Jack Goldsmith, a former assistant attorney general in the administration of George W. Bush and now a professor at Harvard Law School, captured the situation well. He wrote:
“The government needs a way to credibly convey to the public that its decisions about who is being targeted, especially when the target is a U.S. citizen, are sound. First, the government can and should tell us more about the process by which it reaches its high-value targeting decisions. The more the government tells us about the eyeballs on the issue and the robustness of the process, the more credible will be its claims about the accuracy of its factual determinations and the soundness of its legal ones. All of this information can be disclosed in some form without endangering critical intelligence.”
Well, President Obama agrees. And that is why I am here today.
In response to Brennan’s speech, Goldsmith wrote a mostly-approving post, deeming Brennan’s speech to have fulfilled his call for more transparency.
Brennan’s speech, taken together with earlier speeches on related topics by top government officials, strikes me as meeting if not exceeding the administration’s “good government” duty to explain to the American people the legality and justification for and operation of its targeted killing program.
But in the wake of the NYT and Daily Beast pieces, Goldsmith has intensified a criticism he made in the earlier post: in the face of all this sanctioned leaking, Goldsmith argues, the Administration should not be able to sustain their Glomar invocation in ACLU’s FOIA suits.
The story and the excerpt are based on interviews with dozens of current and former Obama advisors. They contain fine-grained details about the CIA’s involvement in drone strikes, internal USG processes and deliberations concerning the CIA strikes, internal USG criticisms and defenses of the CIA strikes, and the consequences of the CIA strikes. At the same time that many officials are talking to Becker and Shane and Klaidman about the CIA drone strikes in the hope that the journalists will report what they say, the USG maintains that the CIA can neither confirm nor deny that it has responsive records about its involvement in drone strikes. The USG’s position is that such a Glomar response is appropriate because there has been no official acknowledgment of CIA involvement in drone strikes, and “whether or not the CIA was involved in drone strike operations . . . is a classified fact.”
He argues that, given all the leaks, the DC Circuit should rule against the government’s Glomar invocation.
The basic question before the CADC is whether this rationale applies to the CIA program. There are actually at least two questions here: (1) Has the USG officially acknowledged CIA drone strikes?; and (2) Even if the USG has not officially acknowledged CIA involvement in the strikes, should it be required to do so in light of its manipulation of the secrecy system through extensive opportunistic leaks? On both issues I find myself increasingly in the ACLU camp.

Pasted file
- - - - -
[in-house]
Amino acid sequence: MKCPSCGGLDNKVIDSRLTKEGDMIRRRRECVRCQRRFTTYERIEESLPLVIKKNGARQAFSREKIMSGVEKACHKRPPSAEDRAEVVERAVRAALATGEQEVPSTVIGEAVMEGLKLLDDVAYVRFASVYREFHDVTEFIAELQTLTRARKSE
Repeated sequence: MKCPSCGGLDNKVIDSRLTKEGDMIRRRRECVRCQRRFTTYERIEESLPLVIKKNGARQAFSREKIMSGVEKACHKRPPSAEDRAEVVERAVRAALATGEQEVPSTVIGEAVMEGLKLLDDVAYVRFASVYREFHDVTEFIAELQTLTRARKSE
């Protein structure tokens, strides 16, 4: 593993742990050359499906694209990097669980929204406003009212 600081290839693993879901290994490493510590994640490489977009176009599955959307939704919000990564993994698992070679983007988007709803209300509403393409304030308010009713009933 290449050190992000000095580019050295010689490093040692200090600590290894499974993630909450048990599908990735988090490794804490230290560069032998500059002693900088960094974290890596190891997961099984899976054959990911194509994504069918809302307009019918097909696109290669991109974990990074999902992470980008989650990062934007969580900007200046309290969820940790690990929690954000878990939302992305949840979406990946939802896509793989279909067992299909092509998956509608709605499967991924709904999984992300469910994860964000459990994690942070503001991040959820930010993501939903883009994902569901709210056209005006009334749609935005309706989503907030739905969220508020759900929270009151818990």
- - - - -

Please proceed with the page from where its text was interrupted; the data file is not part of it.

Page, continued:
I increasingly believe there must be some limit. Protecting the credibility of foreign governments in places where dangerous terrorists lurk is a relative value, not an absolute one; and at some point a government that consistently and extensively leaks information about covert action should lose the protections of Glomar, even if the purposeful leaks do not amount to official acknowledgment.
While I of course agree that the government shouldn’t be able to claim all the stuff they’re willingly revealing is still classified, I’d like to push something Goldsmith says one step further. He entertains the counter-argument the government might make–that leaking wildly while preserving Glomar provides a kind of accountability–but predicts a narrowing of Glomar won’t hurt this dynamic.
One argument in favor of the government’s practice of leaking information about CIA drone strikes while at the same time insisting on (and receiving) full Glomar protection in FOIA cases is that the system allows the USG to tell the American public about what it is up to while at the same time preserving diplomatic confidences. In other words, leaks about the CIA drone program can be seen as a democratic-accountability-promoting compromise. Setting aside that government leaks inevitably serve the interests of the leaker, this argument entails that if the Glomar rationale is narrowed as a result of leaks, the consequence in the next round of covert programs will be less government disclosure through leaks and thus less government accountability. This is an important argument that underscores the complexities in this area. I am skeptical, however, because I think he government will continue to leak for multiple self-serving reasons, even if Glomar is narrowed in the covert action context.
Goldsmith admits that these leaks are self-serving. But they are also something else.
Regarding the central issue of the decision-making process Goldsmith emphasized, false.